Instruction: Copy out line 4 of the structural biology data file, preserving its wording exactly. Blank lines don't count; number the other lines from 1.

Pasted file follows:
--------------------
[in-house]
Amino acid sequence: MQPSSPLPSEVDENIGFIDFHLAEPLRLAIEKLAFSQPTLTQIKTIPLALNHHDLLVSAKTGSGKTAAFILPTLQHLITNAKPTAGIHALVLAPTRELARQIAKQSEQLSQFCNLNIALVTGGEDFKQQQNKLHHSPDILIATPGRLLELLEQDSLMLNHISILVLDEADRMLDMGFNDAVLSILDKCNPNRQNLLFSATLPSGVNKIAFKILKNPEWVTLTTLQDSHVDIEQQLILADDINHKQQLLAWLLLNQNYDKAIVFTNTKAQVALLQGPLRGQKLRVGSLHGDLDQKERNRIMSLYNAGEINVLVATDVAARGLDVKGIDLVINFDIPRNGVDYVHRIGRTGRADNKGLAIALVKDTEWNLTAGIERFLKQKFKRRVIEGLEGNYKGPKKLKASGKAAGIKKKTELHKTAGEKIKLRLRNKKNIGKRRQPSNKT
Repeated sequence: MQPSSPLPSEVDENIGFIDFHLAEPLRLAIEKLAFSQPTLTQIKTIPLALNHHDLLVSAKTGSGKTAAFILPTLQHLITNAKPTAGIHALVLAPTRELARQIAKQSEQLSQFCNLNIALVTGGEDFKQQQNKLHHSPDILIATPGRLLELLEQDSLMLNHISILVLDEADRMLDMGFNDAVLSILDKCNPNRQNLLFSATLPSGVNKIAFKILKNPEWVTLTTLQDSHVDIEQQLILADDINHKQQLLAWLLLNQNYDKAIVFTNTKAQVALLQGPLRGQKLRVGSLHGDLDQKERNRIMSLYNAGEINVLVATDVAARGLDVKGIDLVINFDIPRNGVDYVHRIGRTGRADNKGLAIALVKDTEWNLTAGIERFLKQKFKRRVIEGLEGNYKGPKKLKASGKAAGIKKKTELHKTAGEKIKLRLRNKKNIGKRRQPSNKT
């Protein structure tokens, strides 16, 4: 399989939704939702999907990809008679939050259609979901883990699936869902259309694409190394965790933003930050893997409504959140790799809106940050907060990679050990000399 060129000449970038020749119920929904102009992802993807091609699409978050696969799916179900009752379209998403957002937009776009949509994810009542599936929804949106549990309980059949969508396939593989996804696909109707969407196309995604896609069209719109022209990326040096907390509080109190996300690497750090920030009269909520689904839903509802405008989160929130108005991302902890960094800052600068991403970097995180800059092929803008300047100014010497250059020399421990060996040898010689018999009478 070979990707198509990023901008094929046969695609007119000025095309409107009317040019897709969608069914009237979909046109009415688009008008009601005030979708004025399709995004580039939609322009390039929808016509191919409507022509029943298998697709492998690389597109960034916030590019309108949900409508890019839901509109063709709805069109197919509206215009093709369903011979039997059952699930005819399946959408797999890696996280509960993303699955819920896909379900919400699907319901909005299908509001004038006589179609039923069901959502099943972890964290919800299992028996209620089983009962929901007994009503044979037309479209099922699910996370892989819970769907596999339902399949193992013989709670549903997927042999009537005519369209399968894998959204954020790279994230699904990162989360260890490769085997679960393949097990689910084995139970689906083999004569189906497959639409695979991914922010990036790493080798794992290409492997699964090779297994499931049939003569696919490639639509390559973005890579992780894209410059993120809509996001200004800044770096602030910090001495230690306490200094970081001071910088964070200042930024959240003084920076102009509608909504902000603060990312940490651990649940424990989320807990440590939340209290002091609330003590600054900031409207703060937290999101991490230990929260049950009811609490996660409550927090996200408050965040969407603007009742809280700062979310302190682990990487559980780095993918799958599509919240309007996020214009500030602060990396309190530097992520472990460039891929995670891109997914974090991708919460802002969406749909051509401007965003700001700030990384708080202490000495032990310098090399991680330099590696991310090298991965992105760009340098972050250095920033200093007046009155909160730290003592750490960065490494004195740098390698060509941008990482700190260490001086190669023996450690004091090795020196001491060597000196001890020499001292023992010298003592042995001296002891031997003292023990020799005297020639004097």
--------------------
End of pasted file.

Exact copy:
């Protein structure tokens, strides 16, 4: 399989939704939702999907990809008679939050259609979901883990699936869902259309694409190394965790933003930050893997409504959140790799809106940050907060990679050990000399 060129000449970038020749119920929904102009992802993807091609699409978050696969799916179900009752379209998403957002937009776009949509994810009542599936929804949106549990309980059949969508396939593989996804696909109707969407196309995604896609069209719109022209990326040096907390509080109190996300690497750090920030009269909520689904839903509802405008989160929130108005991302902890960094800052600068991403970097995180800059092929803008300047100014010497250059020399421990060996040898010689018999009478 070979990707198509990023901008094929046969695609007119000025095309409107009317040019897709969608069914009237979909046109009415688009008008009601005030979708004025399709995004580039939609322009390039929808016509191919409507022509029943298998697709492998690389597109960034916030590019309108949900409508890019839901509109063709709805069109197919509206215009093709369903011979039997059952699930005819399946959408797999890696996280509960993303699955819920896909379900919400699907319901909005299908509001004038006589179609039923069901959502099943972890964290919800299992028996209620089983009962929901007994009503044979037309479209099922699910996370892989819970769907596999339902399949193992013989709670549903997927042999009537005519369209399968894998959204954020790279994230699904990162989360260890490769085997679960393949097990689910084995139970689906083999004569189906497959639409695979991914922010990036790493080798794992290409492997699964090779297994499931049939003569696919490639639509390559973005890579992780894209410059993120809509996001200004800044770096602030910090001495230690306490200094970081001071910088964070200042930024959240003084920076102009509608909504902000603060990312940490651990649940424990989320807990440590939340209290002091609330003590600054900031409207703060937290999101991490230990929260049950009811609490996660409550927090996200408050965040969407603007009742809280700062979310302190682990990487559980780095993918799958599509919240309007996020214009500030602060990396309190530097992520472990460039891929995670891109997914974090991708919460802002969406749909051509401007965003700001700030990384708080202490000495032990310098090399991680330099590696991310090298991965992105760009340098972050250095920033200093007046009155909160730290003592750490960065490494004195740098390698060509941008990482700190260490001086190669023996450690004091090795020196001491060597000196001890020499001292023992010298003592042995001296002891031997003292023990020799005297020639004097």